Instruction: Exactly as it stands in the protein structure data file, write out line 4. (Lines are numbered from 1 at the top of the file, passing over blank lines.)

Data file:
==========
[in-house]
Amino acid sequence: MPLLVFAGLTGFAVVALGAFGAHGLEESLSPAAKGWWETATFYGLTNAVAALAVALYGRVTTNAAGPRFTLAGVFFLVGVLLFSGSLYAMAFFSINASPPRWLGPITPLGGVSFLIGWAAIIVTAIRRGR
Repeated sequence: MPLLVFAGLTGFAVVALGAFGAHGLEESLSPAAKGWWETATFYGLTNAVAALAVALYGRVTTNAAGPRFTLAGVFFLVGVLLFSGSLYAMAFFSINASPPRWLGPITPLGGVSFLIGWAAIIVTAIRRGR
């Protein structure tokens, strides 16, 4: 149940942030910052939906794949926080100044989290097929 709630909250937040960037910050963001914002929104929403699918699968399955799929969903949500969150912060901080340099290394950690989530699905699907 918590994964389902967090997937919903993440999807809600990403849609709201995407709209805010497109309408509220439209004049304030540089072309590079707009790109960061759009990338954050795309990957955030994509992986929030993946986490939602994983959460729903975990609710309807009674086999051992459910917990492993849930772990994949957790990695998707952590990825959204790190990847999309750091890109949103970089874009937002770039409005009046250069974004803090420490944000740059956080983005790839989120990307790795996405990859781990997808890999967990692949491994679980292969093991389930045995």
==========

């Protein structure tokens, strides 16, 4: 149940942030910052939906794949926080100044989290097929 709630909250937040960037910050963001914002929104929403699918699968399955799929969903949500969150912060901080340099290394950690989530699905699907 918590994964389902967090997937919903993440999807809600990403849609709201995407709209805010497109309408509220439209004049304030540089072309590079707009790109960061759009990338954050795309990957955030994509992986929030993946986490939602994983959460729903975990609710309807009674086999051992459910917990492993849930772990994949957790990695998707952590990825959204790190990847999309750091890109949103970089874009937002770039409005009046250069974004803090420490944000740059956080983005790839989120990307790795996405990859781990997808890999967990692949491994679980292969093991389930045995």